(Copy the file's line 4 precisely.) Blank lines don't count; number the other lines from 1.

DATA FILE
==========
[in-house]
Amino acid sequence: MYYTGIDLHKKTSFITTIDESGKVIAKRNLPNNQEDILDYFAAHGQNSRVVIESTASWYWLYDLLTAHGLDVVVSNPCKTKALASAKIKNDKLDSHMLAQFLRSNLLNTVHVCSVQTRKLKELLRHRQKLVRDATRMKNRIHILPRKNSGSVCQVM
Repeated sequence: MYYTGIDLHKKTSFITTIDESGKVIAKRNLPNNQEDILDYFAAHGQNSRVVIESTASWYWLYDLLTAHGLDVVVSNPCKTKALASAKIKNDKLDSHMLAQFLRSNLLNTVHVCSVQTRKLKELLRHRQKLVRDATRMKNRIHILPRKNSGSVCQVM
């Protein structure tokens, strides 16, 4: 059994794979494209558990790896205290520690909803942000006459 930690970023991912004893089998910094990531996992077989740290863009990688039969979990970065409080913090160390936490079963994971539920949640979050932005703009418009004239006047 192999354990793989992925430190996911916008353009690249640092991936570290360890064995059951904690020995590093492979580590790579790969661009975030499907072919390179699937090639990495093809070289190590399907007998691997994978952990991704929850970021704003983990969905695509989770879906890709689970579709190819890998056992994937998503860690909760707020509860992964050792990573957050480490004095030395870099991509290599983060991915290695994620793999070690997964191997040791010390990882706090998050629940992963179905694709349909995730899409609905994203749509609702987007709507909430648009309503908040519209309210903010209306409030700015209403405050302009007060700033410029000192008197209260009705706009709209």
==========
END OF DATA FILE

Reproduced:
């Protein structure tokens, strides 16, 4: 059994794979494209558990790896205290520690909803942000006459 930690970023991912004893089998910094990531996992077989740290863009990688039969979990970065409080913090160390936490079963994971539920949640979050932005703009418009004239006047 192999354990793989992925430190996911916008353009690249640092991936570290360890064995059951904690020995590093492979580590790579790969661009975030499907072919390179699937090639990495093809070289190590399907007998691997994978952990991704929850970021704003983990969905695509989770879906890709689970579709190819890998056992994937998503860690909760707020509860992964050792990573957050480490004095030395870099991509290599983060991915290695994620793999070690997964191997040791010390990882706090998050629940992963179905694709349909995730899409609905994203749509609702987007709507909430648009309503908040519209309210903010209306409030700015209403405050302009007060700033410029000192008197209260009705706009709209």